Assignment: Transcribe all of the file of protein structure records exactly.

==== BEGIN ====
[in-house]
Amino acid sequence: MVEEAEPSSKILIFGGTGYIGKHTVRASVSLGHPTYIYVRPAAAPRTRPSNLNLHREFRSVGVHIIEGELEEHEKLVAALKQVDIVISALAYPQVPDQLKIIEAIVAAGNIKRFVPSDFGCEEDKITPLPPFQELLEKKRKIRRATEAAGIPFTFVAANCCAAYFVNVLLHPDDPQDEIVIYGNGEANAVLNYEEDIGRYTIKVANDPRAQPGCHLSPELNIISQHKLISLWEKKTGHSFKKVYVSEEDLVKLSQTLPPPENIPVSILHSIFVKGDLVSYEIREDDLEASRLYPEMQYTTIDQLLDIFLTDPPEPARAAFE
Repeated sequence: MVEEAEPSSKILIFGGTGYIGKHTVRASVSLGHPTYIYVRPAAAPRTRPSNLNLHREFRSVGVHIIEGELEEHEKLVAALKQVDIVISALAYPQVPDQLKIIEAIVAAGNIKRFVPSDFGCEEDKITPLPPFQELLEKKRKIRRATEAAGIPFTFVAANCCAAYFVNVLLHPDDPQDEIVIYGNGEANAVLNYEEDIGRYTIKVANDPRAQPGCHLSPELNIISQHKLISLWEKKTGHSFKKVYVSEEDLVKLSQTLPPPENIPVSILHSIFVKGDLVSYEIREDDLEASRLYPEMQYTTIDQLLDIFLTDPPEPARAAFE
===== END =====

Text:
[in-house]
Amino acid sequence: MVEEAEPSSKILIFGGTGYIGKHTVRASVSLGHPTYIYVRPAAAPRTRPSNLNLHREFRSVGVHIIEGELEEHEKLVAALKQVDIVISALAYPQVPDQLKIIEAIVAAGNIKRFVPSDFGCEEDKITPLPPFQELLEKKRKIRRATEAAGIPFTFVAANCCAAYFVNVLLHPDDPQDEIVIYGNGEANAVLNYEEDIGRYTIKVANDPRAQPGCHLSPELNIISQHKLISLWEKKTGHSFKKVYVSEEDLVKLSQTLPPPENIPVSILHSIFVKGDLVSYEIREDDLEASRLYPEMQYTTIDQLLDIFLTDPPEPARAAFE
Repeated sequence: MVEEAEPSSKILIFGGTGYIGKHTVRASVSLGHPTYIYVRPAAAPRTRPSNLNLHREFRSVGVHIIEGELEEHEKLVAALKQVDIVISALAYPQVPDQLKIIEAIVAAGNIKRFVPSDFGCEEDKITPLPPFQELLEKKRKIRRATEAAGIPFTFVAANCCAAYFVNVLLHPDDPQDEIVIYGNGEANAVLNYEEDIGRYTIKVANDPRAQPGCHLSPELNIISQHKLISLWEKKTGHSFKKVYVSEEDLVKLSQTLPPPENIPVSILHSIFVKGDLVSYEIREDDLEASRLYPEMQYTTIDQLLDIFLTDPPEPARAAFE